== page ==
Neither way is wrong, but if you want convenience, then it’s going to rule out a few options like wood stove water heaters.
8 Types of Off Grid Water Heating Systems
From solar powered to electric and including everything in between, these eight options are the best off grid hot water systems available.
Tankless Portable Propane Water Heater
For the ultimate in convenience, the tankless portable propane water heater can be used just about anywhere. It’s small, portable, and can be easily hooked up to large propane cylinders or the small one-pound bottles.
With no water tank to warm up, your water is warmed on-demand. When you start to run the water, the heater kicks on and immediately heats the expelled water to the desired temperature. It takes all of about five seconds for that warm water to make it out of the line and provide you with comfortable water for showering.
This is definitely the best choice if your primary concern is hot water for a shower. Most models even include a shower head with an on/off switch (valuable for conserving water), so it’s practically an all-in-one solution.
Tankless Portable Propane Instant Water Heater
- LED display shows exact temperature
- Provides instant hot water on demand
- Tankless design is extremely efficient
- Includes showerhead with on/off switch
I personally have this Foruee model, as you can see from the photo. I use it strictly for showering, and a single one-pound propane canister lasts me months of daily showers.
It says outdoor, but I’ve used mine inside for nearly a year and never had an issue. Just make sure not to keep anything flammable near the front or sides, as per the instruction manual. I also keep a vent open when I use it, just in case!
Tankless Indoor Propane Water Heater
For anyone who’s in need of a water-heating solution that can meet the hot water demands of a larger home, a tankless indoor propane water heater is a great option.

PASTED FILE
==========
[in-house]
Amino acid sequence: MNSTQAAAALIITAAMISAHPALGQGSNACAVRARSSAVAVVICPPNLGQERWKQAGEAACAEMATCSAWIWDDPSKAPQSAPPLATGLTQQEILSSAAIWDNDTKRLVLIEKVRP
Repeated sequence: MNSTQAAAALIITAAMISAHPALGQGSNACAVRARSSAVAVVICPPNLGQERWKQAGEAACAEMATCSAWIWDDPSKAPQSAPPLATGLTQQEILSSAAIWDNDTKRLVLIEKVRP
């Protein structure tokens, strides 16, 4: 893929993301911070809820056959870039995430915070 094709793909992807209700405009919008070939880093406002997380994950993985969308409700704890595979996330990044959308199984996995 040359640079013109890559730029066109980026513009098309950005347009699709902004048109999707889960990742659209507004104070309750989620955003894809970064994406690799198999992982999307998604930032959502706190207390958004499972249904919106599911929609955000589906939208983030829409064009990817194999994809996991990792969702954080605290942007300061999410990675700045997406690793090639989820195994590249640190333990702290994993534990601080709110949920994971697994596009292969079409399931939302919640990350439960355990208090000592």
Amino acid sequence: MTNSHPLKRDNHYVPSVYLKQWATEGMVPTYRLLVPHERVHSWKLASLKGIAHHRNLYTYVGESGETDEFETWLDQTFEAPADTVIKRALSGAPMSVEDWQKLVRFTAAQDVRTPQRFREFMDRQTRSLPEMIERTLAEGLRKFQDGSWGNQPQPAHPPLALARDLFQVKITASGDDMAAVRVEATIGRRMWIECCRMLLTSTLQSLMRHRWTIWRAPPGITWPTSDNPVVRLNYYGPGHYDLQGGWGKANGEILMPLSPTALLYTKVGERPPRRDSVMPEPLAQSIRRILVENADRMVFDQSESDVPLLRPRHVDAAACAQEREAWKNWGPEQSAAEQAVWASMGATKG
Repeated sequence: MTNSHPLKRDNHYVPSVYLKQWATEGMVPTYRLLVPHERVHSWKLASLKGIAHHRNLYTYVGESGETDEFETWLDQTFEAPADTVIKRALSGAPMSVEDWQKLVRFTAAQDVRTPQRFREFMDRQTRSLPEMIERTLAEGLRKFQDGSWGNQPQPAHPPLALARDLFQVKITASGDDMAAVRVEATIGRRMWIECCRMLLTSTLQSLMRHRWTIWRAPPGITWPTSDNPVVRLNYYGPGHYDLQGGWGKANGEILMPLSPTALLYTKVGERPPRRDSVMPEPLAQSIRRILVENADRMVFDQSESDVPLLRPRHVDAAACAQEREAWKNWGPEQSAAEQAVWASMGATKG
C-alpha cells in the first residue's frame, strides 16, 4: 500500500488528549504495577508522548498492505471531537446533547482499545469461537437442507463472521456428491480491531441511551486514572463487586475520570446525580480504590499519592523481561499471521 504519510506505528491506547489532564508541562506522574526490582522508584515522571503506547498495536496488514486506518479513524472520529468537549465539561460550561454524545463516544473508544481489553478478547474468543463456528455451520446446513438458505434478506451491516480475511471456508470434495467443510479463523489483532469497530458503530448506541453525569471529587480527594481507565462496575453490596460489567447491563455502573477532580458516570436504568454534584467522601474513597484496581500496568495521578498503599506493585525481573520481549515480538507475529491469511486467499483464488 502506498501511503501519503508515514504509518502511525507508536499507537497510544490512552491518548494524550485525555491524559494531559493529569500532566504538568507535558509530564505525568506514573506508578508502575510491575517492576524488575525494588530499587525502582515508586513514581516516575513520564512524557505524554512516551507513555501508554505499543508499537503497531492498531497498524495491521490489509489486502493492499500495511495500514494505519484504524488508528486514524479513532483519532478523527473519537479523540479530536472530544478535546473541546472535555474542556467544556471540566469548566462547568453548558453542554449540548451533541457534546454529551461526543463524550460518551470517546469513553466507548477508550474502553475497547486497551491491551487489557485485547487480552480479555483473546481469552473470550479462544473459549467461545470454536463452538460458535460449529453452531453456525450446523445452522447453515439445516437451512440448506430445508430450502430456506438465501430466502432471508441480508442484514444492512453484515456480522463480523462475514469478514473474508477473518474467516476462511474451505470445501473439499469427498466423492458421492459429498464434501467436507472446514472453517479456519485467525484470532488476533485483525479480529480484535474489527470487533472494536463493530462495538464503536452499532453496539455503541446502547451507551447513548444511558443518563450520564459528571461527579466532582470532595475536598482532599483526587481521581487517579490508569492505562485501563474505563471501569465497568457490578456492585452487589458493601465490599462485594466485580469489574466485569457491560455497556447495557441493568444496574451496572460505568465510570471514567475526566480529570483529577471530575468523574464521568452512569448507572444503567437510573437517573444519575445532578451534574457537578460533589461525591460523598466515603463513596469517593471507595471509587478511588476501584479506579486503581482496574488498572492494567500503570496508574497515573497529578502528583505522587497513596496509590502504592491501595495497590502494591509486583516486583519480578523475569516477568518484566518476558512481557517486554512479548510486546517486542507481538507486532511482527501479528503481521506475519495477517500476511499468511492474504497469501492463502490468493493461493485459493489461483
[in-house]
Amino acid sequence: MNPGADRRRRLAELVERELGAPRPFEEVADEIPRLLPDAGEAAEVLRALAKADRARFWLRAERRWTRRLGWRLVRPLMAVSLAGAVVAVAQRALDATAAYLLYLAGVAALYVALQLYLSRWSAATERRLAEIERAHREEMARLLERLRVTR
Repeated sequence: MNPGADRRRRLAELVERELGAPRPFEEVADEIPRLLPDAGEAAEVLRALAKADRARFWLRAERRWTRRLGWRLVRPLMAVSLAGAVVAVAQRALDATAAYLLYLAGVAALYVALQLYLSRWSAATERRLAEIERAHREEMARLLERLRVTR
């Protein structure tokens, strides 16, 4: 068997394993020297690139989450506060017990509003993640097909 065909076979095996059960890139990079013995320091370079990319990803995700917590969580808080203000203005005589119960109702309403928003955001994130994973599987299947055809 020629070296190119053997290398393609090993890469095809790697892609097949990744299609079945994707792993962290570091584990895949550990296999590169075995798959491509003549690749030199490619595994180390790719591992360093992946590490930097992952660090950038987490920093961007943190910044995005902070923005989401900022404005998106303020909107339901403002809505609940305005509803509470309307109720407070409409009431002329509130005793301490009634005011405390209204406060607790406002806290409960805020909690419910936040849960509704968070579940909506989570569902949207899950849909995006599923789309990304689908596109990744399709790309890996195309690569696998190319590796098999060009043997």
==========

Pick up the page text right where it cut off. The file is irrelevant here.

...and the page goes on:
These are designed to be permanently installed and can provide large volumes of hot water in an instant.
Since there’s no tank, these water heaters only use energy when you need hot water. They’re dormant the rest of the time, making them a very efficient way to fuel an entire home’s hot water needs.
On the downside, these are a bit pricey, and installation will probably cost even more. You’ll likely need to have this installed while your home is being built since the hot water pipes will need to be routed from this heater to each faucet in your home.
The Rinnai line of tankless indoor propane water heaters is a great choice, with models delivering up to 9.8 gallons per minute(GPM) of hot water. If you don’t need that much, they offer models with outputs as low as 5.3 GPM to meet any home’s water demands.
Propane Water Heater with Tank
An alternative to a tankless propane water heater is one with a holding tank. The water in the tank is kept at a constant warm temperature for use when you need it.
These do work, but they’re extremely inefficient, especially compared with on-demand propane water heaters that only burn fuel when you’re actively using hot water.
Many older RVs are already equipped with propane water heaters that have holding tanks. If you’re in such a situation, you might consider upgrading to a tankless design to reduce the amount of propane you go through.
For those who don’t currently have a tanked water heater, I would recommend skipping these and going with a tankless model instead, if you decide that propane is the right fuel source for your off grid water heating needs.
Barrel Over Fire